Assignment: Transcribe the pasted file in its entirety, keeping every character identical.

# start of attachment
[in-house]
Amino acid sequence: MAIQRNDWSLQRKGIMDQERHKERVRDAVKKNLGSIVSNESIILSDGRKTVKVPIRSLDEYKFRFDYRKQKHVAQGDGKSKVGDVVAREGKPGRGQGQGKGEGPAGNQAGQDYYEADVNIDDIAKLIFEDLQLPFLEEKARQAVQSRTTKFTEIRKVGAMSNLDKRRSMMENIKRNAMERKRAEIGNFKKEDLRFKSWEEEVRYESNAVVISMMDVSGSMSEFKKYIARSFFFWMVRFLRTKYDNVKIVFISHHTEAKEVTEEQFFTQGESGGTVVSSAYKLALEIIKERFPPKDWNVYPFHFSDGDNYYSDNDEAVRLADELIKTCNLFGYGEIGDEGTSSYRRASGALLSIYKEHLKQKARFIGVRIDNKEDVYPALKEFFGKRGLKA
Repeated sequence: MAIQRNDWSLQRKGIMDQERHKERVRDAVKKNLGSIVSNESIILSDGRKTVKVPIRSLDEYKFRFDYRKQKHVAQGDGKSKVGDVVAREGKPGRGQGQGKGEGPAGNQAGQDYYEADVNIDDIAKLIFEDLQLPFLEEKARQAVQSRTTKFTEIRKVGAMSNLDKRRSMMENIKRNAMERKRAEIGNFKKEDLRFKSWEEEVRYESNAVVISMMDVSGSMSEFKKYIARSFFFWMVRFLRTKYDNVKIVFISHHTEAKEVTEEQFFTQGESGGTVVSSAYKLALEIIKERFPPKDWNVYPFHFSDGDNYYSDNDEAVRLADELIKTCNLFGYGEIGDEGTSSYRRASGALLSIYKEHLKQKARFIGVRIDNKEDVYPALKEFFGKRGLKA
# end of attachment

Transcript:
[in-house]
Amino acid sequence: MAIQRNDWSLQRKGIMDQERHKERVRDAVKKNLGSIVSNESIILSDGRKTVKVPIRSLDEYKFRFDYRKQKHVAQGDGKSKVGDVVAREGKPGRGQGQGKGEGPAGNQAGQDYYEADVNIDDIAKLIFEDLQLPFLEEKARQAVQSRTTKFTEIRKVGAMSNLDKRRSMMENIKRNAMERKRAEIGNFKKEDLRFKSWEEEVRYESNAVVISMMDVSGSMSEFKKYIARSFFFWMVRFLRTKYDNVKIVFISHHTEAKEVTEEQFFTQGESGGTVVSSAYKLALEIIKERFPPKDWNVYPFHFSDGDNYYSDNDEAVRLADELIKTCNLFGYGEIGDEGTSSYRRASGALLSIYKEHLKQKARFIGVRIDNKEDVYPALKEFFGKRGLKA
Repeated sequence: MAIQRNDWSLQRKGIMDQERHKERVRDAVKKNLGSIVSNESIILSDGRKTVKVPIRSLDEYKFRFDYRKQKHVAQGDGKSKVGDVVAREGKPGRGQGQGKGEGPAGNQAGQDYYEADVNIDDIAKLIFEDLQLPFLEEKARQAVQSRTTKFTEIRKVGAMSNLDKRRSMMENIKRNAMERKRAEIGNFKKEDLRFKSWEEEVRYESNAVVISMMDVSGSMSEFKKYIARSFFFWMVRFLRTKYDNVKIVFISHHTEAKEVTEEQFFTQGESGGTVVSSAYKLALEIIKERFPPKDWNVYPFHFSDGDNYYSDNDEAVRLADELIKTCNLFGYGEIGDEGTSSYRRASGALLSIYKEHLKQKARFIGVRIDNKEDVYPALKEFFGKRGLKA